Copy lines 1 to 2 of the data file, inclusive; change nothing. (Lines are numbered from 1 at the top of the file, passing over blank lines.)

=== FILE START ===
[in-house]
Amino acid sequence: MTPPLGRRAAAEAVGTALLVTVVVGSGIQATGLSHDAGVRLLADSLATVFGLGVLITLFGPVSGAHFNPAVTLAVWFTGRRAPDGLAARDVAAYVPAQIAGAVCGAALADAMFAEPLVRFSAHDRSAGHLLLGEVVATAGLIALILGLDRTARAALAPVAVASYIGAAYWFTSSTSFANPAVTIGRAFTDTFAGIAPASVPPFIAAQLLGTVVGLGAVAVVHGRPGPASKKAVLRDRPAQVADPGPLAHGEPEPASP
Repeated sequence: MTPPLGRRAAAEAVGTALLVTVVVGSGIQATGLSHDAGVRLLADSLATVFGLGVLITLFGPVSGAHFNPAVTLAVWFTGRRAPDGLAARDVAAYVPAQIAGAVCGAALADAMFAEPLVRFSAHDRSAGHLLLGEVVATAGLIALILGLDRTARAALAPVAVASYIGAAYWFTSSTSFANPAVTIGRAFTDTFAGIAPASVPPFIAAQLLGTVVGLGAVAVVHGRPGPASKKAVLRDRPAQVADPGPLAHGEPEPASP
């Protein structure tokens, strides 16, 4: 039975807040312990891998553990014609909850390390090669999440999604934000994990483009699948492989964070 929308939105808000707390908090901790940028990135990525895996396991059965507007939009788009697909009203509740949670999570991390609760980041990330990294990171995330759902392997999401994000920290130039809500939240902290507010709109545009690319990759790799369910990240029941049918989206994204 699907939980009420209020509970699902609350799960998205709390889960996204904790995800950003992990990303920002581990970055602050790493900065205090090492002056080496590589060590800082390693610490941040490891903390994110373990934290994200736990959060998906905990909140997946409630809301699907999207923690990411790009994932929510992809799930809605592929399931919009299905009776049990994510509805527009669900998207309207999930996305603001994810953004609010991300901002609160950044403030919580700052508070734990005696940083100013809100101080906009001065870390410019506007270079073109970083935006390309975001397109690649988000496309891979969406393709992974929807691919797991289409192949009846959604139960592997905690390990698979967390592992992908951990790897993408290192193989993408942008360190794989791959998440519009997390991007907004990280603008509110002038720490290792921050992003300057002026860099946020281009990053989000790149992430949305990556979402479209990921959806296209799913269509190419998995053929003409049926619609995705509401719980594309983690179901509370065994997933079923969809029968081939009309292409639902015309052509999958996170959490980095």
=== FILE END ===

[in-house]
Amino acid sequence: MTPPLGRRAAAEAVGTALLVTVVVGSGIQATGLSHDAGVRLLADSLATVFGLGVLITLFGPVSGAHFNPAVTLAVWFTGRRAPDGLAARDVAAYVPAQIAGAVCGAALADAMFAEPLVRFSAHDRSAGHLLLGEVVATAGLIALILGLDRTARAALAPVAVASYIGAAYWFTSSTSFANPAVTIGRAFTDTFAGIAPASVPPFIAAQLLGTVVGLGAVAVVHGRPGPASKKAVLRDRPAQVADPGPLAHGEPEPASP